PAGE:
In this week’s update we look at the Regulator’s Corporate Plan, draft legislation permitting a Government loan to the PPF, the DWP’s ‘simpler annual benefit statements’ consultation, the joint call for input on the ‘consumer pensions journey, the PLSA’s response to the WPC pension freedoms inquiry and a round-up on data protection.
Regulator's Corporate Plan 2021-24
The Pensions Regulator (the Regulator) has published its Corporate Plan 2021-24 setting out how it will deliver against the five strategic priorities which were set out in its 15-year Corporate Strategy over the next three years. Implementing the Pension Schemes Act 2021 (the Act), combatting pension scams and developing a framework for measuring value for money are three of those priorities. The Plan also recognises the ongoing effect of the pandemic noting that it has impacted 'every aspect' of the Regulator's work.
Timelines in the Plan note that:
- The notifiable events changes under the Act will come into effect in 2022 (later than the expected October 2021 implementation date for the other enhanced Regulator powers);
- Climate change guidance on the Regulator's expectations on the new TCFD reporting requirements will be published in 2021/22;
- Work will continue on the interim superfund regime during the remainder of this year with the regulatory framework expected to come into effect in 2022/23;
- The revised DB funding code of practice will come into force by December 2022.
The key priorities of the Regulator will also be a focal point for trustees over the coming months.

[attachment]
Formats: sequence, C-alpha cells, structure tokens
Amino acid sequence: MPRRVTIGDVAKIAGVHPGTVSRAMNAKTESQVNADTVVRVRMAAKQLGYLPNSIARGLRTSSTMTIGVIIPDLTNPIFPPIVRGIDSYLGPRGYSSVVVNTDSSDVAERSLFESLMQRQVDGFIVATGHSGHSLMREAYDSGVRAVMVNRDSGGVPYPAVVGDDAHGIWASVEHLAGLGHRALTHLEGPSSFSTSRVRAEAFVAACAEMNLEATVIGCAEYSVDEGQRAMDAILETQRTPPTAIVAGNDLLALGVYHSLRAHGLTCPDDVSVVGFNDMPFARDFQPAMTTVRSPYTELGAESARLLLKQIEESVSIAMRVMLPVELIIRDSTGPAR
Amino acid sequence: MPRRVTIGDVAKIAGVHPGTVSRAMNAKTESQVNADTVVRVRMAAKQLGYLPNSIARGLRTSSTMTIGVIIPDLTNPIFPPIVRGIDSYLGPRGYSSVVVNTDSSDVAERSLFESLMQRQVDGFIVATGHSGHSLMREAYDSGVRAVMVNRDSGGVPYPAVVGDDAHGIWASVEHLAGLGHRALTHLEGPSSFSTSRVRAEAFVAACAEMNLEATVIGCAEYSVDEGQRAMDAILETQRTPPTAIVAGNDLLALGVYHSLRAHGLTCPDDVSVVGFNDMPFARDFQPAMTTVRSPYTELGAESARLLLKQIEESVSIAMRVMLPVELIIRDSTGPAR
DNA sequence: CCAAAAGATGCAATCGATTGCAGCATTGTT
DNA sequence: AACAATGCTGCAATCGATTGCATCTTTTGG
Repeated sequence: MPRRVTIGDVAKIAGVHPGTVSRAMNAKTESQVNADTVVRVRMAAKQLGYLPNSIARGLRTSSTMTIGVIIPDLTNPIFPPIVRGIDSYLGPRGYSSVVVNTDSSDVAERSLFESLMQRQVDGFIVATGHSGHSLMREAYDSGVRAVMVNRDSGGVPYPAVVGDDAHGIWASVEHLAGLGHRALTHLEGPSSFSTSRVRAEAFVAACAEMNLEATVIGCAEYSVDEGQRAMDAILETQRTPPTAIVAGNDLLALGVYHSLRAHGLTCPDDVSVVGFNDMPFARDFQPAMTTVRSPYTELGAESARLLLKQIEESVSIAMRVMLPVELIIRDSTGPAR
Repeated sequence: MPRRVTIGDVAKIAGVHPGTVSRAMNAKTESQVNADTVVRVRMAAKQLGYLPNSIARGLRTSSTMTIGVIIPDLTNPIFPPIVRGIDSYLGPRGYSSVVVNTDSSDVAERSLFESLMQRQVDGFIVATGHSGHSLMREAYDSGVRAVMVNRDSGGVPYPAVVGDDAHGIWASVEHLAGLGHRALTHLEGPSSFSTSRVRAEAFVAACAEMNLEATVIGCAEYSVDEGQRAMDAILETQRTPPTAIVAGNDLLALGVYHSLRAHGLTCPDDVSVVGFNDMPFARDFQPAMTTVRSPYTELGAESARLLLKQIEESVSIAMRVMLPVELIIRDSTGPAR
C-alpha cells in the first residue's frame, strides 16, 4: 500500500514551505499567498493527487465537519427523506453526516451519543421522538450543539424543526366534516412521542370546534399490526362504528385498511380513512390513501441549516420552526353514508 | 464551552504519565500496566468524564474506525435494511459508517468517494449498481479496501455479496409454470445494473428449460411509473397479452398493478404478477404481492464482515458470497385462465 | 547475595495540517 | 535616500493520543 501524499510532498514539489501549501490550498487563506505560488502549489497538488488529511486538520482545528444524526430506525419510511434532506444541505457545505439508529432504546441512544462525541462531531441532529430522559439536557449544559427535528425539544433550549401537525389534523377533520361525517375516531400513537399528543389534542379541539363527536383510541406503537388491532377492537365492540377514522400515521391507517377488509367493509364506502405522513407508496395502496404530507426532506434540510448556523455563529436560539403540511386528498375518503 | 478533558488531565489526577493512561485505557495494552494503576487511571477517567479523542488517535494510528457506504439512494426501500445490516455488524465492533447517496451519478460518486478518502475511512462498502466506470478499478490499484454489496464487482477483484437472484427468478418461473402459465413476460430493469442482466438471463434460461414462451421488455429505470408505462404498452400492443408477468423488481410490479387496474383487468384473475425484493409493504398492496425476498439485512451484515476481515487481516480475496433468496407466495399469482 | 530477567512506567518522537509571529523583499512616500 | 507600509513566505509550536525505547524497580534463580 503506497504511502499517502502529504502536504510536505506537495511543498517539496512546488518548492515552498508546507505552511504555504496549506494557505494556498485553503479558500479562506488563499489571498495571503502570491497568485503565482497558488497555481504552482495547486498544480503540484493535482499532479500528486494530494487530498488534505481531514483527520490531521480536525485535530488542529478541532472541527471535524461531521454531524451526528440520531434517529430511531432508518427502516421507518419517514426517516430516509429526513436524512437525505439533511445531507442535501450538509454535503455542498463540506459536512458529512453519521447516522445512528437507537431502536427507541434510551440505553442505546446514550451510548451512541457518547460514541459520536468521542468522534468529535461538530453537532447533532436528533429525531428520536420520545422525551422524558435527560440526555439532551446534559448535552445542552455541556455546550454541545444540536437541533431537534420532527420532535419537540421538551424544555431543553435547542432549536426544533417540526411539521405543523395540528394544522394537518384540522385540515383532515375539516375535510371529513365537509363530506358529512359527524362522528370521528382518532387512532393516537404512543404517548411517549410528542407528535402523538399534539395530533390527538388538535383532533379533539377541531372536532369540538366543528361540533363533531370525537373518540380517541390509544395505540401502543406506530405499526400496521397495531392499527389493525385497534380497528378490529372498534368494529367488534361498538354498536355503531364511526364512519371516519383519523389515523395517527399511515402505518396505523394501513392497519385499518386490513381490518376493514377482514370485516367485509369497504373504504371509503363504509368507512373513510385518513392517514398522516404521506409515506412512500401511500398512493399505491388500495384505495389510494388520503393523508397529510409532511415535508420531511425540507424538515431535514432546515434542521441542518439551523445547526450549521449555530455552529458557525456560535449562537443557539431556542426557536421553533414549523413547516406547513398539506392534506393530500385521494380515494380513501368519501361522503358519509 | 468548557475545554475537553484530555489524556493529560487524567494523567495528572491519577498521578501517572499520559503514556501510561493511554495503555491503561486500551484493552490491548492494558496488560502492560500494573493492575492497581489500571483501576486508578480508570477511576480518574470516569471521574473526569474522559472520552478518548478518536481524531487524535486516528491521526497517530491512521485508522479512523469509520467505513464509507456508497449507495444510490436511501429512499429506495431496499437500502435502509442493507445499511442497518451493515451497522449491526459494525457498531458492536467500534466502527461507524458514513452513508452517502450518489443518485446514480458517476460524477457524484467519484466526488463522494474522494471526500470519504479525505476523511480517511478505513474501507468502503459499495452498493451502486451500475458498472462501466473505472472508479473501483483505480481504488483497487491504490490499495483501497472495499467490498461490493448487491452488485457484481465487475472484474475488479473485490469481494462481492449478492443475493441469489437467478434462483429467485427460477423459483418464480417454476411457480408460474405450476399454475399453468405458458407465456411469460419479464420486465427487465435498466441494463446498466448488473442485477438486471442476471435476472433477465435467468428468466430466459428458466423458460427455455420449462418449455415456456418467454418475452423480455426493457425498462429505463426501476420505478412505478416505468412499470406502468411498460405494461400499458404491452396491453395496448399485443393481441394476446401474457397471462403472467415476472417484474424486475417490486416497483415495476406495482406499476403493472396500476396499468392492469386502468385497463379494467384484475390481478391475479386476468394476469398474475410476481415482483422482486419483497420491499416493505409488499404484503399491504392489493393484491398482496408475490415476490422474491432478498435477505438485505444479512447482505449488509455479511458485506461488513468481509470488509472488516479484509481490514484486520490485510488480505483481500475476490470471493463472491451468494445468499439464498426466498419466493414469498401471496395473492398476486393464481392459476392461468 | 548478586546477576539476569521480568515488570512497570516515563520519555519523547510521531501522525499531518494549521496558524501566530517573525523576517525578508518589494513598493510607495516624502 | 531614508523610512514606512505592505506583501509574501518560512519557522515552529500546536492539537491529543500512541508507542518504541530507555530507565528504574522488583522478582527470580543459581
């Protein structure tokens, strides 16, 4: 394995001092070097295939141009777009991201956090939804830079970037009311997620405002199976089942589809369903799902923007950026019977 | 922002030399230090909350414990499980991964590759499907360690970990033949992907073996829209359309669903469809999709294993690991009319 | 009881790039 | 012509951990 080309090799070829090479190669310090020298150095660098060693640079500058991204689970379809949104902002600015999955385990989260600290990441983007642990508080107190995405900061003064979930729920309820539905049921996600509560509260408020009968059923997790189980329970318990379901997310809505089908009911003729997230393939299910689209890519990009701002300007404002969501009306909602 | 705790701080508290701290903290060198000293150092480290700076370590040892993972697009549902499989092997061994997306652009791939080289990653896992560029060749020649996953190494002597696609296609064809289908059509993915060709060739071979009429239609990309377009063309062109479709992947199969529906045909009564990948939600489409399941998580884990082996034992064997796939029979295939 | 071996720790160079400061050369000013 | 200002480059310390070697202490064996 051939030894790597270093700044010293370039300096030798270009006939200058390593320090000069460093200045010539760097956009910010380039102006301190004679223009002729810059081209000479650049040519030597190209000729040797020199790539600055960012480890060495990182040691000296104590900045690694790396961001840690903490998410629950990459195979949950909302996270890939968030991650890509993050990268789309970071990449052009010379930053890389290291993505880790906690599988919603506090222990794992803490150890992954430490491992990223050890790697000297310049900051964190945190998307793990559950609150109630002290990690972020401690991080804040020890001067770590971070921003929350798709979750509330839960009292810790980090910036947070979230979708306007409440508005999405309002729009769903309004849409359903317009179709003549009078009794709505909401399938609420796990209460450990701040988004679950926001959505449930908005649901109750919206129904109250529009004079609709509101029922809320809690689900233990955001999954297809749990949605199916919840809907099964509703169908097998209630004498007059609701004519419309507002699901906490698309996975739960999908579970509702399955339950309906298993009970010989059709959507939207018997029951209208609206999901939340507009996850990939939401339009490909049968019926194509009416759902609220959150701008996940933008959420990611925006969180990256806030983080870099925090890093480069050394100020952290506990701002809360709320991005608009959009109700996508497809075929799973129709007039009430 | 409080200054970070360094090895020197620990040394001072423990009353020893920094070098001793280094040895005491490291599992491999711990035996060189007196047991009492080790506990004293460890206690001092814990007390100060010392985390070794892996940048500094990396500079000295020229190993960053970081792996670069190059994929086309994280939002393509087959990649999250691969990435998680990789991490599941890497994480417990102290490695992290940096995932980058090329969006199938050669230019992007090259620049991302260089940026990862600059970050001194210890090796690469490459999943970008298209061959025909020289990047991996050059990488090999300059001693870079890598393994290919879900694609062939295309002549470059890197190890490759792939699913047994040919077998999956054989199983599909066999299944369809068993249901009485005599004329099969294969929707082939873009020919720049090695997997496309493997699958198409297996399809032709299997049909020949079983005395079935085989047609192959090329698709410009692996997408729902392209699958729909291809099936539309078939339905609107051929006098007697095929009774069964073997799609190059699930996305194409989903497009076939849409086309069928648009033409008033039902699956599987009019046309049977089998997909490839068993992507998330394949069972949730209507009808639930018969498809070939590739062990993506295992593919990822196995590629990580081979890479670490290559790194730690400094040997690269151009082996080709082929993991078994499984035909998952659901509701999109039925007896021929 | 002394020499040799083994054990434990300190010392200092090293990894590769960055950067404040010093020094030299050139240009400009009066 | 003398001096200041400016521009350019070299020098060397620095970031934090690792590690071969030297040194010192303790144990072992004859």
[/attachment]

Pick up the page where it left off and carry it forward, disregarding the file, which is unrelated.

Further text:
Legislation to allow government loan to the PPF
The Government has introduced the Compensation (London Capital & Finance plc and Fraud Compensation Fund) Bill to the House of Commons. This Bill will permit loans to be made by the Government to the Pension Protection Fund (the PPF) to increase the amount available to the Fraud Compensation Fund (the FCF). This follows the increase in compensation outlay arising from the recent High Court case (the Board of the PPF v Dalriada ) in which it was decided that the FCF can, in certain circumstances, compensate pension scam victims.
The compensation payments arising from the case are estimated to be in the region of £350m. However, as the explanatory notes to the Bill explain, at the time of the judgment, the FCF had expected unfunded liabilities of between £200m to £250m even with future levy income and only £26.2m of assets. The loan is expected to be between £200-£250m. The repayments will be made from the income received from the FCF levy which the PPF recently announced would be increasing for 2021/22 to the maximum 75p per member (master trusts at a rate of 30p per member) .